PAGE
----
Story at a glance

  • Homes in Texas and Louisiana were ordered to evacuate as Hurricane Laura prepares to make landfall.
  • Flooding and gusty winds are expected to move further inland.

Thousands of people have been ordered to evacuate parts of Texas and Louisiana near the Gulf of Mexico as Hurricane Laura is expected to make landfall, bringing strong winds and flooding, according to the Associated Press.

Laura is expected to make landfall by late Wednesday night or Thursday morning. It is anticipated to be a Category 4 hurricane. The hurricane also comes as wildfires sear through Northern California, putting 170,000 people under evacuation orders.

“The main point is that we’re going to have a significant hurricane make landfall late Wednesday or early Thursday,” National Hurricane Center Deputy Director Ed Rappaport said Tuesday.

State emergencies have already been declared in Louisiana and Mississippi. More than 385,000 residents have been ordered to leave from Texas cities including Beaumont, Galveston and Port Arthur, all of which are along the Gulf Coast. In Louisiana, lowland southwestern communities were issued evacuation orders as forecasters reportedly anticipate more than 11 feet of flooding. 


NORTHERN CALIFORNIA WILDFIRES KILL 5 PEOPLE, FORCE MORE THAN 60,000 TO EVACUATE

LIGHTNING WILDFIRES SCORCH CALIFORNIA, EXPLODE IN SIZE

CALIFORNIA DECLARES STATE OF EMERGENCY AMID WILDFIRES


Galveston and Port Arthur ordered mandatory evacuations effective at 6 a.m. on Tuesday. Residents fleeing their homes were instructed to bring a travel bag and face mask if they were entering shelters.

In Houston, north of Galveston, officials have asked residents to prepare for power outages or even further evacuations.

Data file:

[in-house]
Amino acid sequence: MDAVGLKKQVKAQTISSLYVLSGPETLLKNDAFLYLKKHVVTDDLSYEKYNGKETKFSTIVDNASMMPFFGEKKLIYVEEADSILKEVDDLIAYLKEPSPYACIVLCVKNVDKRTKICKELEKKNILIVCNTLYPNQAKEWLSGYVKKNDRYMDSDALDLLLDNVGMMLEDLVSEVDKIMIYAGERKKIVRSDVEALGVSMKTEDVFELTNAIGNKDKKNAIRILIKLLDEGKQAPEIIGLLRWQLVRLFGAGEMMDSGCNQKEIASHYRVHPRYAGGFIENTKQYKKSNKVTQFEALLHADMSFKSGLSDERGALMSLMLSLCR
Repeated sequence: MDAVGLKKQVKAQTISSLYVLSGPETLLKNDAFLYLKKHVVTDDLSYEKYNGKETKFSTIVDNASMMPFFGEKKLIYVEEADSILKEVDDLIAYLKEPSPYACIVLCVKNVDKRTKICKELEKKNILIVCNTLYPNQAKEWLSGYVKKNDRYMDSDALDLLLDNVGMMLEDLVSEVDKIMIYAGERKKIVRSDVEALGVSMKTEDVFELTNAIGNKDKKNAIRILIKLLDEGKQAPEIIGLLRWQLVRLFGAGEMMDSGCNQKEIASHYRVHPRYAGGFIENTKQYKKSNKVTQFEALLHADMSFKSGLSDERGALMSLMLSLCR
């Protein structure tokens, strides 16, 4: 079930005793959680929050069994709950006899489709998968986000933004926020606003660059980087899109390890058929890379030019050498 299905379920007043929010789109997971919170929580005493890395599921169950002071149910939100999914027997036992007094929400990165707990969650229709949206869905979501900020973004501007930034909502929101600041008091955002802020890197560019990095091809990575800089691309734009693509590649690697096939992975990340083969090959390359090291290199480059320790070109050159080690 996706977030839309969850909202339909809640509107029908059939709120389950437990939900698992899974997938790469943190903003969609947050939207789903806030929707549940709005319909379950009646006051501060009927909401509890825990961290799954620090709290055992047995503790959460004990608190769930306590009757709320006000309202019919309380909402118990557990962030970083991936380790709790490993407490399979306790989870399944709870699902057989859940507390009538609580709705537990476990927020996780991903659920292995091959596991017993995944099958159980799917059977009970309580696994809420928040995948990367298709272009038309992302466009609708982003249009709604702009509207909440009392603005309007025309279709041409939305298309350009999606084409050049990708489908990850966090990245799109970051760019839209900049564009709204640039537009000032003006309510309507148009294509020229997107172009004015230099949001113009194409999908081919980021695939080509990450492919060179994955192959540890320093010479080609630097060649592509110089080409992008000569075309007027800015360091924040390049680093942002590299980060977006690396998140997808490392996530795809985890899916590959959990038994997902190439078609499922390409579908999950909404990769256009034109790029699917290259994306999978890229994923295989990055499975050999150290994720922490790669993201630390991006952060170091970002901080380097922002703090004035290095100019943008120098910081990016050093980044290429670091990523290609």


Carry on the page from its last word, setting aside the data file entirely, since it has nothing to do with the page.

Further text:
The National Hurricane Center (NHC) forecasts winds coming in at approximately 115 miles per hour and commented that there is a danger of life-threatening storm surge from San Luis Pass, Texas, to the Mouth of the Mississippi River, as well as near Port Arthur and to Intracoastal City, Louisiana. 

“A Storm Surge Warning is in effect and residents should follow any advice given by local officials. Actions to protect life and property should be rushed to completion today, as water levels will begin to rise Wednesday,” the NHC wrote.

The NHC also told residents in areas of impact not to focus on the details of the forecast since wind gusts, flooding and rainfall are expected to move along the Gulf Coast.

Laura bypassed Cuba as it moved north, but killed at least 23 people on Hispaniola, with 20 deaths in Haiti and three in the Dominican Republic. Power was also knocked down by winds and flooding.


BAY AREA AIR QUALITY TANKS AMID CALIFORNIA WILDFIRES

‘HARD TO PREDICT’ WILDFIRES SCORCH SOUTHERN CALIFORNIA, PARTS OF NORTH

Published on Aug 25, 2020